that children who are actively engaged in traditional mountain music are more connected and better prepared to strengthen their communities for future generations.
a world in which all children have the opportunity to experience community through the joy of participating in traditional mountain music together.
is to provide communities with the support and tools they need to teach children to play and dance to traditional old time and bluegrass music.
What’s Happening in the JAM World
Junior Appalachian Musicians, Inc. (JAM) has announced its partnership with South Arts of Atlanta, Georgia. The two non-profit organizations will be collaborating on In These Mountains: Central Appalachian Folk Arts & Culture, a special project that will focus on developing seven new after school JAM programs throughout Eastern Tennessee.
South Arts is a non-profit, Regional Arts Organization whose mission is to advance Southern vitality through the arts. Their work responds to the arts environment and cultural trends with a regional perspective through a portfolio of activities supporting the success of artists and arts providers in the South. South Arts was founded in 1975 to build on the unique heritage of the South and to enhance the public value of the arts.
In These Mountains will leverage resources offered by South Arts and JAM to develop
Junior Appalachian Musicians programs for children beginning as early as fourth grade in the
East Tennessee counties of: Campbell, Claiborne, Cocke, Sullivan, Unicoi, Union, and
Washington. JAM will provide the outreach, assistance and training to parents, traditional musicians, and representatives from schools and arts/youth serving organizations who are interested in planning and managing JAM programs for their communities. Planning groups associated with a qualified nonprofit organization, school system or local government will also be eligible to apply for start-up funding provided by South Arts.
In These Mountains will ensure the passing of traditions from one generation to the next, while encouraging and supporting life long learning for all participants. In addition to serving as a safe after school activity, new JAM programs will provide intergenerational opportunities to share, teach, learn, preserve, document and carry forward the folks arts and culture of Central Appalachia. Through cultural programs such as JAM, children who are actively engaged in traditional music education will be more connected and better prepared to strengthen their communities for future generations.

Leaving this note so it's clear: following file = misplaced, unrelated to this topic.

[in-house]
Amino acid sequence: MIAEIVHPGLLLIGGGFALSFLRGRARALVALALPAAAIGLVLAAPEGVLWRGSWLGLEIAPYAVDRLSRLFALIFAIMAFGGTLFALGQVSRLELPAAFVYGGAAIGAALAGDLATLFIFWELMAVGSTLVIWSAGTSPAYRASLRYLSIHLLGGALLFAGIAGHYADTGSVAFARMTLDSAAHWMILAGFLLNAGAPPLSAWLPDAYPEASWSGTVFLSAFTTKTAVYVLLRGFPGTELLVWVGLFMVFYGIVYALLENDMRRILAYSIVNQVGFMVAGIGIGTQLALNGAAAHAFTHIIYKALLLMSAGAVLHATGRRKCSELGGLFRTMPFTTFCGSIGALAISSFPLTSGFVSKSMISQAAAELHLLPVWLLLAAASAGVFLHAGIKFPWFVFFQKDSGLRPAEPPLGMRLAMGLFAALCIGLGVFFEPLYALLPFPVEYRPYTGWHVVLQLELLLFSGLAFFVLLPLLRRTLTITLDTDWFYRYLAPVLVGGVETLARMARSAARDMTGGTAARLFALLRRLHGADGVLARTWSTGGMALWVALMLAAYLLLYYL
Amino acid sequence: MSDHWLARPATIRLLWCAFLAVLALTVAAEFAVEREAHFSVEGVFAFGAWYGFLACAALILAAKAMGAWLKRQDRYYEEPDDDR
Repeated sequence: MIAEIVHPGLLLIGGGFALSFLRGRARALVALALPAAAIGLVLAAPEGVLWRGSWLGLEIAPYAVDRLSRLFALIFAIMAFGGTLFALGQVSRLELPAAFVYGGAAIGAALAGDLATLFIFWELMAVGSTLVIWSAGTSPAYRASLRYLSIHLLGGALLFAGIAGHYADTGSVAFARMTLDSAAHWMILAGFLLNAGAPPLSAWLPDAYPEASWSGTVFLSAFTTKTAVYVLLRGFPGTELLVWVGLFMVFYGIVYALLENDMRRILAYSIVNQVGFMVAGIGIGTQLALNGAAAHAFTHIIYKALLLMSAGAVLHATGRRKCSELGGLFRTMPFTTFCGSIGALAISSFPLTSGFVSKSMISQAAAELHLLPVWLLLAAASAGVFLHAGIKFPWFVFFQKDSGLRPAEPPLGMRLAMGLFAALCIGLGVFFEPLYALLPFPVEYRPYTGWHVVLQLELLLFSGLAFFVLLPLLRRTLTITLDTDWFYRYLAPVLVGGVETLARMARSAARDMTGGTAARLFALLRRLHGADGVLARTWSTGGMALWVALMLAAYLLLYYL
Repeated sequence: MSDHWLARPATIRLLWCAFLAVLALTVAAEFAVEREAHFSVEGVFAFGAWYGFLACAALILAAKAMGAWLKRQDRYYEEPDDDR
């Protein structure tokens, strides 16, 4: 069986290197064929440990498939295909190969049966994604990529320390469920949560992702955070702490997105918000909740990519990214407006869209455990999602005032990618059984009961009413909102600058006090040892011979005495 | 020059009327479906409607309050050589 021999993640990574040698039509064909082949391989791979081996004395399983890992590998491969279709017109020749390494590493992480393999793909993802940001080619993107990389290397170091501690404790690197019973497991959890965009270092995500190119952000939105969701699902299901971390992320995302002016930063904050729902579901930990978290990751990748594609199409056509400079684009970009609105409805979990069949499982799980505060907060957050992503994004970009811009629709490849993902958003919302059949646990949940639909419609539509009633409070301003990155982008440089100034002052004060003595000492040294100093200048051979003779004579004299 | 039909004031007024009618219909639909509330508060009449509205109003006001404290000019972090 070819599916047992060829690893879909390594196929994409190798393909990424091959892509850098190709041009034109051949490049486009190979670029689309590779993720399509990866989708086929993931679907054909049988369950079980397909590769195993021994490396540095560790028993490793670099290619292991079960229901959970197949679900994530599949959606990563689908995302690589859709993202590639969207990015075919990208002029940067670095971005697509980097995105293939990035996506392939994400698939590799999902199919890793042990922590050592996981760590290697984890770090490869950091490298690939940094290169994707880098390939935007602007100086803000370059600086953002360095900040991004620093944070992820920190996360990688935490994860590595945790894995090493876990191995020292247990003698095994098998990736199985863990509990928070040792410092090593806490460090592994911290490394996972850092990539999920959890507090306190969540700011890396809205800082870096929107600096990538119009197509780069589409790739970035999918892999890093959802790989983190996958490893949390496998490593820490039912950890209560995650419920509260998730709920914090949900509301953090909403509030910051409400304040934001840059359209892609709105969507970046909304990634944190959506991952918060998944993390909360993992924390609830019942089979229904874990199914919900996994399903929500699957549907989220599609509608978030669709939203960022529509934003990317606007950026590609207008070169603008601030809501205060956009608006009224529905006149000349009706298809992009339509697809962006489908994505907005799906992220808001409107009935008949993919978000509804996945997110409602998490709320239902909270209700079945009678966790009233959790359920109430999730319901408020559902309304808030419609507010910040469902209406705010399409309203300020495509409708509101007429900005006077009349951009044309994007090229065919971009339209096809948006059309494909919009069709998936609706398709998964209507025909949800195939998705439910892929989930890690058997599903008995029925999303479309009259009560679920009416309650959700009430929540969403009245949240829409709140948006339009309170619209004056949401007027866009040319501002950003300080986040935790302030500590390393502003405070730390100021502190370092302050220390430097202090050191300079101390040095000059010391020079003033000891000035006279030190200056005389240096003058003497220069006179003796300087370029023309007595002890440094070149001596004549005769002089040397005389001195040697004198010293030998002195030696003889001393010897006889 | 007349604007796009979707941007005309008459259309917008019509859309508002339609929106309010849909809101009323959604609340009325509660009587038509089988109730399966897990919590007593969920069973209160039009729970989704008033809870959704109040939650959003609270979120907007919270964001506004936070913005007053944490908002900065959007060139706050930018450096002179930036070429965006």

Are you interested in developing a JAM program for your community in this 7-county area, or have information that could help? To learn more, In These Mountains, please contact us
For full information and schedule, click here.
Junior Appalachian Musicians, Inc. (JAM) has announced the recent hire of traditional music educator, Jim Lloyd, of Rural Retreat. JAM is the parent organization for more than 40 after school Junior Appalachian Musicians programs throughout North Carolina, South Carolina, Tennessee and Virginia. The non-profit is a resource center for the students, teachers and families, with an overall mission to help provide the tools and support communities need to teach children to play and dance to traditional old time and bluegrass music.
Lloyd has more than thirty years experience teaching people, young and old, to play Appalachian music on any instrument with strings…and some without, such as the melodeon. Since 2016, Lloyd has served as lead teacher for the JAM program at the Wayne C. Henderson School of Appalachian Arts in Marion, VA, where he developed a performing string band. The group has represented the JAM program in parades and public performances, and will be soon featured at the Virginia State Fair in October. His experience playing with renowned performers such as Wayne Henderson, The Elkville String Band, and the Konnarock Critters is beneficial when showing new musicians the ropes of the performing world. Lloyd will also be working with the regional JAM concert band, comprised of advanced students from the Galax JAM, Ashe JAM, Alleghany JAM, and Floyd JAM programs.
Lloyd has often been called a keeper of stories, as he carries with him generations of music and tales from the legendary musicians he spent time with as a young man. He will be utilizing this historical knowledge to develop projects to engage JAM students with the full cultural traditions of the music. Lloyd will also be working directly with teachers and staff to help programs be more successful through the development of new instructional resources.
In addition to being a resource center with benefits reaching more than 1,600 kids each school year, JAM works in rural communities with limited or no arts education opportunities to develop new JAM programs. Lloyd will be assisting current Executive Director, Brett Morris Martin, with this task. JAM also provides its affiliate programs with free materials they need to get going and stay going, such as musical instruments, which is made possible by a long partnership with Hungry for Music, a non-profit organization from Washington, D.C. which has a similar mission to place instruments into the hands of children.
Additionally, JAM provides both high-profile and community-based performance opportunities to kids who are currently in a JAM program or got their start there, such as annually at the International Bluegrass Music Association’s Wide Open Bluegrass festival, Merlefest, FloydFest, and the Delaware Valley Bluegrass Festival.
JAM believes that by engaging children with traditional mountain music, they are more connected and better prepared to strengthen their communities for future generations. Cultural education gives young people the background and connections about where they are from, and helps create a life long love of music and place.